Bill of Credit
BILL OF CREDIT
A bill of credit is a promissory note issued by a government on its own credit and intended to circulate as money. Under Article I, section 10, of the Constitution the states are prohibited from emitting bills of credit. The prohibition was regarded as essential by the Framers of the Constitution, and it was included without significant debate or dissent by the constitutional convention of 1787.
Bills of credit are, in fact, unsecured paper currency. Both alexander hamilton and james madison, referring to the prohibition in the federalist (#44 and #80), wrote of a prohibition on "paper money." In the years immediately preceding the adoption of the Constitution, many states had issued unsecured currency in a deliberately inflationary policy intended to benefit borrowers. As long as local politicians had the power to stimulate inflation, there could be no stable economy. The "more perfect union" required that money have essentially the same purchasing power in every state and region.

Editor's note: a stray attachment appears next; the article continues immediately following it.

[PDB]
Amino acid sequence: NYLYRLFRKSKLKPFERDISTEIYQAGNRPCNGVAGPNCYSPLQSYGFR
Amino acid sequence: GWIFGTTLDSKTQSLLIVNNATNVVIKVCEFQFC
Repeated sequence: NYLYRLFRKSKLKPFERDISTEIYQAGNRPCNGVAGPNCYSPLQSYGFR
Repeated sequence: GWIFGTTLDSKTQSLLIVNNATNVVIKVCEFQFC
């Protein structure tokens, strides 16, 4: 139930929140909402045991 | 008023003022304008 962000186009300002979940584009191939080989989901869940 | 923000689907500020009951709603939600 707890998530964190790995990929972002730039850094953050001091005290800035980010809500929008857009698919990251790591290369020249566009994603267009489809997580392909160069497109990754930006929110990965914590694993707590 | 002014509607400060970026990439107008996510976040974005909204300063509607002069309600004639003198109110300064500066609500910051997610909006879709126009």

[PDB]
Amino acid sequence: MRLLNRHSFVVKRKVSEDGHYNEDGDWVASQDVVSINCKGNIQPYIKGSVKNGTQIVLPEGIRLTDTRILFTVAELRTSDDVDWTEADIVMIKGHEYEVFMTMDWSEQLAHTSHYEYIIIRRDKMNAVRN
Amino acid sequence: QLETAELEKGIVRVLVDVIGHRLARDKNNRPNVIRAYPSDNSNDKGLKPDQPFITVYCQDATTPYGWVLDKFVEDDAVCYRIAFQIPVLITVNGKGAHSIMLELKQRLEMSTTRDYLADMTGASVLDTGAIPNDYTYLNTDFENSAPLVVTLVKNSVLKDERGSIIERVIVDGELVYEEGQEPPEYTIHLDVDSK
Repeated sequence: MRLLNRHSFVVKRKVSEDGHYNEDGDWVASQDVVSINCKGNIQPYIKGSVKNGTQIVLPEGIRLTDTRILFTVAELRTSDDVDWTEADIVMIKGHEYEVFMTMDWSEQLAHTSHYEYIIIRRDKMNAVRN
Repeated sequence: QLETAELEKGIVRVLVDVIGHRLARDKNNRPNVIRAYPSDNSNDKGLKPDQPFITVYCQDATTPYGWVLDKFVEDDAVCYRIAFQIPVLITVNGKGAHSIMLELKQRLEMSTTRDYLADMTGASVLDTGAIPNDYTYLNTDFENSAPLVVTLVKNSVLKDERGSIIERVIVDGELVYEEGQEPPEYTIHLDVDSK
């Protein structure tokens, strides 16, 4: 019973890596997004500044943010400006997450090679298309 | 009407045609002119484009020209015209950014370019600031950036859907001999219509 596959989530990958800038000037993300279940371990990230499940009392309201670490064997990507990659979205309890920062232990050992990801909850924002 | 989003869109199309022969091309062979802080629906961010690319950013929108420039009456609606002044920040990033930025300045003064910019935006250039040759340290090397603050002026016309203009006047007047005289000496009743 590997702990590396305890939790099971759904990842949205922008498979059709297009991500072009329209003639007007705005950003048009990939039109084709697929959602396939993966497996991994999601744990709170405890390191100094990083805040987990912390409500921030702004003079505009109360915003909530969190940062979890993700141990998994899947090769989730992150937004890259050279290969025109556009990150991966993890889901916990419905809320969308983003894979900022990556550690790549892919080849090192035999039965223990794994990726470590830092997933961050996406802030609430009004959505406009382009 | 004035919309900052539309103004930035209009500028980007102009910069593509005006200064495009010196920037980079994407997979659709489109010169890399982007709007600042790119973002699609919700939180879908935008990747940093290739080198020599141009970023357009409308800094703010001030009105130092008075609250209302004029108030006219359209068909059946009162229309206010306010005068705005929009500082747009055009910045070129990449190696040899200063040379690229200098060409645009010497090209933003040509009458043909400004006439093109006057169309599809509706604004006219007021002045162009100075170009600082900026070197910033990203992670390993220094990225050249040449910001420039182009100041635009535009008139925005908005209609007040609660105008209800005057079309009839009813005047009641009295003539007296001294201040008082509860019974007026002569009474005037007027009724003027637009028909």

The marshall court, in craig v. missouri (1830), held that a state issue of certificates acceptable for tax payments violated the prohibition on bills of credit, since they were "paper intended to circulate through the community for its ordinary purposes, as money." But the taney court held that notes issued by a state-chartered bank—of which the state was the sole stockholder—did not violate the prohibition, since they were not issued "on the faith of the state."
(See briscoe v. bank of kentucky.)
Dennis J. Mahoney